Feb 27, 2009

Antialiasing in 3D graphics

From documentation, this is a new feature in Mathematica 7.0:

“For 3D graphics, the operation of Antialiasing can depend on the particular graphics hardware you are using. Antialiasing is disabled unless Allow Antialiasing is set in the Preferences dialog.”


See the difference:


If you use a laptop with the integrated on-board  video, antialiasing in 3D may not be supported at all.

Feb 22, 2009

Counting coins with image processing

Today I read a paper about automatically counting trees from satellite image, that makes me remember the coin-counting example from image processing class which I took many years ago.

I put some coins on the back of the mouse pad, snap a photo with the web camera.


img2 = Binarize[img]


img3 = ArrayPlot[MorphologicalComponents[img2]]


Now let’s do the counting.

cd = Tally[Flatten[MorphologicalComponents[img2]]]

{{0, 162643}, {1, 7600}, {2, 7633}, {3, 7369}, {4, 4309}, {5,
  7679}, {6, 5868}, {7, 5883}, {8, 4082}}

(* pick the image region which is possible for the coins *)

cd2 = Select[cd[[All, 2]], # > 500 && # < 10000 &]

ListPlot[cd2, PlotStyle -> {PointSize[Large]}]


Clearly, there are three different groups of coins

Total[Map[Length, Sort[FindClusters[cd2]]] {5, 10, 25}]


Using $xxxx Mathematica to counting coins is kind of stupid itself, however, there are plenty of engineering applications actually do the very similar things in more complex situations. 

Feb 16, 2009

Howto: Display 2D plot in 3D

In GIS field, sometimes we like to stack several 2D plots together and display them inside a 3D box. For Mathematica, we need to define a function to convert a 2D plot into a 3D graphic object. I will use a small Geotiff as an example, you can download it here if you like to try the code.

(*get the ElevationRange, then import data *)

Import["smalldem.tif", {"Geotiff", "ElevationRange"}]

data = Import["smalldem.tif", {"Geotiff", "Data"}];

Then we a create the contour plot with 100 feet contours


Here the function we need to convert 2D plot into 3D

to3d[plot_,height_,opacity_]:=Module[{newplot}, newplot = First@Graphics[plot];newplot=N@newplot /. {x_?AtomQ,y_?AtomQ}->{x,y, height} ;
newplot /. GraphicsComplex[xx__]->{Opacity[opacity], GraphicsComplex[xx]}];

This function has three parameters: 2D plot, height, and opacity

Let’s create two more contour plots with 50 and 20 feet contours respectively. Then we can stack them together by setting them in different heights.

Show[{Graphics3D[to3d[c1,30,0.75]]}, Graphics3D[to3d[c2,20,0.75]], Graphics3D[to3d[c3,10,0.75]], Lighting->"Neutral", BoxRatios->{1,1,0.8},Axes->True]


Then we like to stack the original geotiff at the very bottom. This time we need to convert the raster into 3D. I use the example you can find in Listplot3D (check the section of “Neat Examples”).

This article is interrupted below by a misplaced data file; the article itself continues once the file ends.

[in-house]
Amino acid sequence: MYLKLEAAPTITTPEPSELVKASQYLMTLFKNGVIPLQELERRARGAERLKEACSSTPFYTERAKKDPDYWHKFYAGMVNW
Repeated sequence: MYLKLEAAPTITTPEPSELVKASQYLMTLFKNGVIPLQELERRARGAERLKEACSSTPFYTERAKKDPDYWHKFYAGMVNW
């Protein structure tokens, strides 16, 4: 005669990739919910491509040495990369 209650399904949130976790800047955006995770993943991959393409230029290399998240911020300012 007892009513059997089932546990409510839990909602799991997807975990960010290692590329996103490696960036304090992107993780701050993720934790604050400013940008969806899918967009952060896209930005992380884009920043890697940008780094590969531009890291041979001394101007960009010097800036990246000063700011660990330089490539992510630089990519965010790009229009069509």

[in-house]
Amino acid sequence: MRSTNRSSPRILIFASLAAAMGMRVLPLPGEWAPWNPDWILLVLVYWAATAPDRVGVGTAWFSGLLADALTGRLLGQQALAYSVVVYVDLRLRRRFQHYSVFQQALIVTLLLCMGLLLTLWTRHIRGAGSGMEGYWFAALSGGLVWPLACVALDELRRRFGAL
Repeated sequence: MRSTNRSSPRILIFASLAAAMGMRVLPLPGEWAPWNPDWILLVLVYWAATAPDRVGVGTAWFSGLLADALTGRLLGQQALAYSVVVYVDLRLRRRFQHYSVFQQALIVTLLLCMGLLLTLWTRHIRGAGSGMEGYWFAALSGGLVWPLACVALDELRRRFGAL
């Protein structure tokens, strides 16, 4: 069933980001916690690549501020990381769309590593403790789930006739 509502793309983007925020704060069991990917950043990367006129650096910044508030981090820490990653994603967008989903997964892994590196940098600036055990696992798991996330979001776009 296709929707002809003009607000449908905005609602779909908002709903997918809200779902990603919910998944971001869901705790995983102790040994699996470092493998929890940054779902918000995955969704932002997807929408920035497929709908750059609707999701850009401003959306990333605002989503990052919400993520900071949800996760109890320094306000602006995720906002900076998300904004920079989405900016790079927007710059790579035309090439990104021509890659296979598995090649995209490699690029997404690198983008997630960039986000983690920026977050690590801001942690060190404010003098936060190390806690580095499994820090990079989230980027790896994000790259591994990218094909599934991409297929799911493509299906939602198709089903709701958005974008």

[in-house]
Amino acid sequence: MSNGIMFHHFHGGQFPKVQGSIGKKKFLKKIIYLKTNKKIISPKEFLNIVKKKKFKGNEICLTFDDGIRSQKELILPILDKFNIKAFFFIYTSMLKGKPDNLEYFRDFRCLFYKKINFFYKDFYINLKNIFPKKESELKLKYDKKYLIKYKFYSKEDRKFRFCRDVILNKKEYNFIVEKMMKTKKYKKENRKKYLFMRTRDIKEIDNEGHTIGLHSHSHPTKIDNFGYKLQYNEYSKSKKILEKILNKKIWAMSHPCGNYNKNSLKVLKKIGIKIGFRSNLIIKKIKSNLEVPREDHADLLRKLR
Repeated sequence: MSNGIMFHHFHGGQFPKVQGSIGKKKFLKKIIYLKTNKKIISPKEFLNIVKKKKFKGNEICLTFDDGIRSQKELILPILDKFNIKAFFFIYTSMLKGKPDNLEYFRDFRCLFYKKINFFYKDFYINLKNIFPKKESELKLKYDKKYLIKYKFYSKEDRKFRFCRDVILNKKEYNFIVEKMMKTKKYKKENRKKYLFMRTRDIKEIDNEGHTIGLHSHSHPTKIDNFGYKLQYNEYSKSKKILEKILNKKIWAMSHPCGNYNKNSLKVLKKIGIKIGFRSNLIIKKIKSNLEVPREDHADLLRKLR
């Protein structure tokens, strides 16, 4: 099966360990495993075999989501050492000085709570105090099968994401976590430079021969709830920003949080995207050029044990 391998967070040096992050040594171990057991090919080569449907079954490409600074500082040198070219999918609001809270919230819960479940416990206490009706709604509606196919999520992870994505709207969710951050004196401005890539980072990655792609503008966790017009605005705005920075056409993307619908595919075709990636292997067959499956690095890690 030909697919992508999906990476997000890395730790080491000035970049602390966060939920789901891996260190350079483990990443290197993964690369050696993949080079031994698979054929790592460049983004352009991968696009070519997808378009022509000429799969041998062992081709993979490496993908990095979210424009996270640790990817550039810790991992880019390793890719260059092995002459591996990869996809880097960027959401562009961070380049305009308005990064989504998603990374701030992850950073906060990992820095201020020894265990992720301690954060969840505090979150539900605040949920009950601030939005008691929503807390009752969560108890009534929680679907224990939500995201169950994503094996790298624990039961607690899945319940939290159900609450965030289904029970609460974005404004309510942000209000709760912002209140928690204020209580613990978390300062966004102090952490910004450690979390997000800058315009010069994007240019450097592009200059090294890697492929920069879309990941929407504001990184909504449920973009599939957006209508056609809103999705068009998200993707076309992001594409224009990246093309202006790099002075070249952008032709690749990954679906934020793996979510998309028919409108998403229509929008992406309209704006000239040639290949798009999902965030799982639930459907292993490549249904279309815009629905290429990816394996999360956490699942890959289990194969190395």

r1=ReliefPlot[data,ColorFunction->colorf,ImagePadding->None, Frame->False, ImageSize->{800,800}];

pic = Reverse[ImageData[r1]];

bg=ListPlot3D[Table[1,{x,1,800,5},{y,1,800,5}],Mesh->None, VertexColors->{pic[[1;;800;;5,1;;800;;5]]},DataRange->{{1,800},{1,800}}, Lighting->"Neutral"]


The final product:


Here is the complete notebook.

Feb 13, 2009

Display large DEM with MaxPlotPoints

MaxPlotPoints is a very useful option when works with large DEM.

{2825, 5075}

Try ReliefPlot[dem], it takes a very long processing time in my not-up-to-date computer, on the other hand, with limited monitor resolutions, it doesn’t make sense to draw every point of this DEM.

Let’s first try:

ReliefPlot[dem, MaxPlotPoints –> 25]


Not quite good, the pixel is in rectangle shape rather than square, then with the small adjustment:

ReliefPlot[dem, MaxPlotPoints -> {50, 25}]


ReliefPlot[dem, MaxPlotPoints -> {1000, 500},
ColorFunction -> "GreenBrownTerrain"]

Click to see the large image, please ignore the left part, it is a quality issue from the DEM data source.


The same rule goes with ListPlot3D, if you want to get a 3D version.

ListPlot3D[dem, MaxPlotPoints -> {600, 300}, Mesh -> None,
Axes -> None, ColorFunction -> "GreenBrownTerrain",
BoxRatios -> {2, 1, 0.2}, ImageSize -> 1200]


Feb 11, 2009

Import water data from National Weather Service

Besides real-time water data from USGS in the previous post, we like to import more data from National Weather Service, it has the forecast data on water stage.

The data is distributed in XML format.


(* function to extract data from xml *)

groupdata /. {x_,y_,z_}:> {StringReplace[StringDrop[x,-9],{"T"->" "}],ToExpression[y],ToExpression[z]*1000}];

(* extract data*)

observeddata = extractdata[NWSxml, "observed"];
forecastdata = extractdata[NWSxml, "forecast"];

(* produce the graph *)


Flood stage is at 11.0 feet, it seems the white river may be in the flood stage in next several days.

Feb 10, 2009

Import USGS national real-time water data

The built-in real-time weather data in Mathematica 7.0 is wonderful. You may be interested in importing more related data.

USGS has web-interface for Daily Streamflow Conditions

Here is the simple steps from importing Gauge height and Discharge data

USGS 03353800 White Lick Creek at Mooresville, IN

(*import html as plain text *)


(* extract table information *)

result=StringCases[rawdata,x:DatePattern[{"Month","/","Day","/","Year"," ","Hour",":","Minute"}]~~Whitespace~~y:NumberString~~Whitespace~~z:NumberString:>{x,ToExpression[y],ToExpression[z]}];

(*draw graph*)

DateListPlot[result[[All,1;;2]],PlotStyle->{Blue, PointSize[Medium]},PlotLabel->"Site: 03353800",Joined->True,Filling->Bottom,FrameLabel->{"Time","Gage Height (feet)"},DateFunction:>(DateList[{#,{"Month","/","Day","/","Year"," ","Hour",":","Minute"}}]&),DateTicksFormat->{"MonthShort","/","Day"," ","Hour",":","Minute"}]

By the way, the code is tested in Mathematica 6.0.